Norton Strangeness

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I was running Norton 2004 on XP Home SP2 (not my choice, it was a friend of
a friend) and after it detected 37 viruses it only deleted 4 of them.
Rebooted into safe mode, re-ran scan and it only deleted 3 of the remaining
33! However, I was able to delete them using windows explorer so it was not
because they were in use (or in system restore).

I never thought much of Norton but this was mainly to do with bloat but is
there any reason why Norton would not delete these viruses in safe mode?  -
It does seem to defeat the purpose of anti virus software if it refuses to
delete the viruese it has found.

Re: Norton Strangeness

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friend of
was not

What a horrible ordeal - do you have counselling for survivor guilt? :)

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but is

Possibly, but you haven't told us what (viruses?) they were or where
they were located (cab files, mail folders?)

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refuses to

The purpose of anti-virus software is to detect the presence of malware
in its purview within (mostly) files. They added the ability to identify
and remove some of what is found - but that does not make the inability
to do so defeat its actual purpose.

Re: Norton Strangeness

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I've seen worse - someone at work asked me why their email was not working.
It turned out they had poured 1/2 a cup of tea in the keyboard!!!

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There were some inside zip files but the rest were ordinary files. None were
in mail folders. Most appeared to be trojans - they have a teenage daughter
who is into downloading music files.

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I was just surprised that as Norton tried to delete the files it was unable
to do so despite there being no reason why they could not be deleted. I knew
how to delete them (I'm the sysadmin at work) but as Norton is aimed at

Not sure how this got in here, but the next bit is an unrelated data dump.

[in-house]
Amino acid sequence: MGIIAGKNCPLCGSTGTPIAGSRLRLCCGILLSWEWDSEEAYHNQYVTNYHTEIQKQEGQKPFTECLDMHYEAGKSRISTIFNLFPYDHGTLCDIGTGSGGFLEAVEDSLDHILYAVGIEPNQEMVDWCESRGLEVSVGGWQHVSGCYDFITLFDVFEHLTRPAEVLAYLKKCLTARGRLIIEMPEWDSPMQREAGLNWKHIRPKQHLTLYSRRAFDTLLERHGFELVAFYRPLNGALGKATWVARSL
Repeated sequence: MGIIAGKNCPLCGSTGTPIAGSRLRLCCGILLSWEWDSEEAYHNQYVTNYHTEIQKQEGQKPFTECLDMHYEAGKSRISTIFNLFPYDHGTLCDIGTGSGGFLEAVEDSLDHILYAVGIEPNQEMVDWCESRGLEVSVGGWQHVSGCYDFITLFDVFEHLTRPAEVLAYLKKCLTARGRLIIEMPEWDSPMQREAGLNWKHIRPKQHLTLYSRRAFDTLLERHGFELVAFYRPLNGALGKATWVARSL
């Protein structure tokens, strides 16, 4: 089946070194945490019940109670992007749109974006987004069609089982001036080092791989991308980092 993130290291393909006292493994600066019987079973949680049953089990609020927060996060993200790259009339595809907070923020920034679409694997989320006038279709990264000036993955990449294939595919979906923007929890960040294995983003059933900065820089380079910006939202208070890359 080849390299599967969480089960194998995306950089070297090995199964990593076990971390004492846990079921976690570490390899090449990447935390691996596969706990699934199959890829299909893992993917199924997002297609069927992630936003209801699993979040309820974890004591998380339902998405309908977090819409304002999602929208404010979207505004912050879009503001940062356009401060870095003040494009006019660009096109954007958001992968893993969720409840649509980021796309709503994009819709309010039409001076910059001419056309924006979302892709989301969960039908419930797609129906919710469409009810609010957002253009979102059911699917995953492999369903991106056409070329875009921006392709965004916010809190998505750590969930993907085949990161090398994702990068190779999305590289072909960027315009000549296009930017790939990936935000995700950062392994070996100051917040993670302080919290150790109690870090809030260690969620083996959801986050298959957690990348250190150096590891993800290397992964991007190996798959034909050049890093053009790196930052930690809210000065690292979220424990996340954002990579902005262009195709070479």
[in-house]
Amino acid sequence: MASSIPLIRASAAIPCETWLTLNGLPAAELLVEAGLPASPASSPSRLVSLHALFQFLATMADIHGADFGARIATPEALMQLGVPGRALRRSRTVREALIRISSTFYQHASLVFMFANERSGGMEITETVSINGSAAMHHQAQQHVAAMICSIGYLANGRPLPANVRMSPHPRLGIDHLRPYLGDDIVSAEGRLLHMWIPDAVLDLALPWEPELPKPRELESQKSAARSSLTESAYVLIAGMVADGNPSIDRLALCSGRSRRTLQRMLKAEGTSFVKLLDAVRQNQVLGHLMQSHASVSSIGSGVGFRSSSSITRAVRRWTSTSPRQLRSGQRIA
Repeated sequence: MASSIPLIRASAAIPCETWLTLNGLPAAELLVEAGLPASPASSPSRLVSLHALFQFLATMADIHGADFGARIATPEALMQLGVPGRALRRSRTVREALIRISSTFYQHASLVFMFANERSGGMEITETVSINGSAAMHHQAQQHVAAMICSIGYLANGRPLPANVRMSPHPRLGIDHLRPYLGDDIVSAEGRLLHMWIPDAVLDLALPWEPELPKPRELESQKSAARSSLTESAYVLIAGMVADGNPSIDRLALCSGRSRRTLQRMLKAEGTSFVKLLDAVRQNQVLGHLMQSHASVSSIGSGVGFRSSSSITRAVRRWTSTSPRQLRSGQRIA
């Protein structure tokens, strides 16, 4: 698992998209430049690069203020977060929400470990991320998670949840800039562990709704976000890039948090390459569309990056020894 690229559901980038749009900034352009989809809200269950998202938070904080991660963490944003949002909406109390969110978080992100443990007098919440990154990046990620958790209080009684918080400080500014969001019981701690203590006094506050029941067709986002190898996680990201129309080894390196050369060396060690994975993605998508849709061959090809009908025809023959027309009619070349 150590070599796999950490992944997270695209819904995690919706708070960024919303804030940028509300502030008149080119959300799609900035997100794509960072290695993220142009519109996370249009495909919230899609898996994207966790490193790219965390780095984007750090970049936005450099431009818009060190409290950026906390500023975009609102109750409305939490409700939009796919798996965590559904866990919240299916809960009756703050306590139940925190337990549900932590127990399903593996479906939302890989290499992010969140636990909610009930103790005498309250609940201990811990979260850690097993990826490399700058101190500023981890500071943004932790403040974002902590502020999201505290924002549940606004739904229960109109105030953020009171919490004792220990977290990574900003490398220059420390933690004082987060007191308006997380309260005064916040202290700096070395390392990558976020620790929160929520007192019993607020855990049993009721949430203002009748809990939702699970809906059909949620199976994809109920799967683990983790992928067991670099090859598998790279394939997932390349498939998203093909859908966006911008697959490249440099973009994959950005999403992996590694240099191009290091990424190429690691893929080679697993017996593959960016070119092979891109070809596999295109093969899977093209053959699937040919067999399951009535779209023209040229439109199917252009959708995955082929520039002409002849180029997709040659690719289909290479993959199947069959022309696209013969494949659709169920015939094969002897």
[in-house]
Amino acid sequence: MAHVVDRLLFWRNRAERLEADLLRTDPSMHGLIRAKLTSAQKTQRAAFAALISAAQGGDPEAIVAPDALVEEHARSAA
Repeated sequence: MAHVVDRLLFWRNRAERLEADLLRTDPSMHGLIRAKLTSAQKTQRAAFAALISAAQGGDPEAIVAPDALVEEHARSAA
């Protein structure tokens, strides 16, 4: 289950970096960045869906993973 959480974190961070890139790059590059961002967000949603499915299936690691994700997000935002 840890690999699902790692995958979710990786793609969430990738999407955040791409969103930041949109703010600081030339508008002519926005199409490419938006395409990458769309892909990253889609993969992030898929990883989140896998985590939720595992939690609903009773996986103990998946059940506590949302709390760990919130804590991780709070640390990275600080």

ordinary users most of whom would not know how to, or be afraid to delete
something they don't know about.

Re: Norton Strangeness

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I bet that information didn't come out easily. Most users will try to
make you believe they did nothing to cause a failure. They are in fact
happy that viruses exist to take the blame. :)

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None were

As for archive files and other container files the AV might not be able
to delete only the malware file from them, so they don't attempt it.
They won't delete the whole thing because the user may still want the
other content. Some trojans aren't covered in the removal feature of the
AV because they are not specifically identified - only detected. In that
case you follow the generic instructions for manual removal. Actually,
it is a bonus that any automatic removal at all is offered.

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There probably was a reason, we just don't know what it was yet. :)

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That is sort of funny when you think about it - the main thing that the
average user is incapable of is the detection of malware. Most are
capable of not executing it or even deleting it as it arrives.
Prevention is relatively easy aside from the problem of detection - and
that is the reason they (and we) need AV scanners. If they need to
delete something that the OS or resident malware is "protecting", some
even know how to "clean boot" and delete from there. But alas - AV has
become a crutch for doing all of the things that the users are actually
quite capable of doing for themselves yet can't be bothered to make the

Now we're stuck with the mindset that "removal" is the essential part of
an AV product and executing malware is no problem because you can run a
removal tool after the fact. E-mail vector worms (and blended threats)
make their mark by using the time allotted them between their release
and the removal tools' appearance.

Sorry for the rant - but I feel better now. :))

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